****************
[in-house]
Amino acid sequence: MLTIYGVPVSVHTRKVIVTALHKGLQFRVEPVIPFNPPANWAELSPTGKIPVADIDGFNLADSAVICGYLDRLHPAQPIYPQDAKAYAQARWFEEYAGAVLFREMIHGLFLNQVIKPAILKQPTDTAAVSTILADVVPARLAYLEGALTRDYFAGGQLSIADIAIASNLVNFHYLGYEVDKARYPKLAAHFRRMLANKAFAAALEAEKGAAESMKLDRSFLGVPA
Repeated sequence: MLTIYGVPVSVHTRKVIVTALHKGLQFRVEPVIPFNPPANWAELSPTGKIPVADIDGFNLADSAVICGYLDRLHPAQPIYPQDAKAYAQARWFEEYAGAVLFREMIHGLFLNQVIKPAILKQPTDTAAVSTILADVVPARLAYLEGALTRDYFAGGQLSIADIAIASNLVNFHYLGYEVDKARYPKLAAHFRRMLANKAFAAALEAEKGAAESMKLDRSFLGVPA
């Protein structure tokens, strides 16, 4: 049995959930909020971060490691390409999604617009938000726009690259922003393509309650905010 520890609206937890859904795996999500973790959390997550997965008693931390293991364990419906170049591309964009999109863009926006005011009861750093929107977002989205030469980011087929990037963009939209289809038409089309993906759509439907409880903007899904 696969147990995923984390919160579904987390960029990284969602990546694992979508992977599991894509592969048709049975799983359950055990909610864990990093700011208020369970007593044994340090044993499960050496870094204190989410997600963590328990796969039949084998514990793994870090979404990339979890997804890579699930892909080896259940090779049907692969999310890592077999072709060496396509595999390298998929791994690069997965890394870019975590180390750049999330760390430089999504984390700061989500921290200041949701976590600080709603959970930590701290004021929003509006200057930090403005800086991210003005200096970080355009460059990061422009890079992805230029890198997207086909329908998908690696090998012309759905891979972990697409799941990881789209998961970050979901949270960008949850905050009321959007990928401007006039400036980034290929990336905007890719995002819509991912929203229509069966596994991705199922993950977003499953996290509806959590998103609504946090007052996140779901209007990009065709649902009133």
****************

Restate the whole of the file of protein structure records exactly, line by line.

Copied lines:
[in-house]
Amino acid sequence: MLTIYGVPVSVHTRKVIVTALHKGLQFRVEPVIPFNPPANWAELSPTGKIPVADIDGFNLADSAVICGYLDRLHPAQPIYPQDAKAYAQARWFEEYAGAVLFREMIHGLFLNQVIKPAILKQPTDTAAVSTILADVVPARLAYLEGALTRDYFAGGQLSIADIAIASNLVNFHYLGYEVDKARYPKLAAHFRRMLANKAFAAALEAEKGAAESMKLDRSFLGVPA
Repeated sequence: MLTIYGVPVSVHTRKVIVTALHKGLQFRVEPVIPFNPPANWAELSPTGKIPVADIDGFNLADSAVICGYLDRLHPAQPIYPQDAKAYAQARWFEEYAGAVLFREMIHGLFLNQVIKPAILKQPTDTAAVSTILADVVPARLAYLEGALTRDYFAGGQLSIADIAIASNLVNFHYLGYEVDKARYPKLAAHFRRMLANKAFAAALEAEKGAAESMKLDRSFLGVPA
């Protein structure tokens, strides 16, 4: 049995959930909020971060490691390409999604617009938000726009690259922003393509309650905010 520890609206937890859904795996999500973790959390997550997965008693931390293991364990419906170049591309964009999109863009926006005011009861750093929107977002989205030469980011087929990037963009939209289809038409089309993906759509439907409880903007899904 696969147990995923984390919160579904987390960029990284969602990546694992979508992977599991894509592969048709049975799983359950055990909610864990990093700011208020369970007593044994340090044993499960050496870094204190989410997600963590328990796969039949084998514990793994870090979404990339979890997804890579699930892909080896259940090779049907692969999310890592077999072709060496396509595999390298998929791994690069997965890394870019975590180390750049999330760390430089999504984390700061989500921290200041949701976590600080709603959970930590701290004021929003509006200057930090403005800086991210003005200096970080355009460059990061422009890079992805230029890198997207086909329908998908690696090998012309759905891979972990697409799941990881789209998961970050979901949270960008949850905050009321959007990928401007006039400036980034290929990336905007890719995002819509991912929203229509069966596994991705199922993950977003499953996290509806959590998103609504946090007052996140779901209007990009065709649902009133």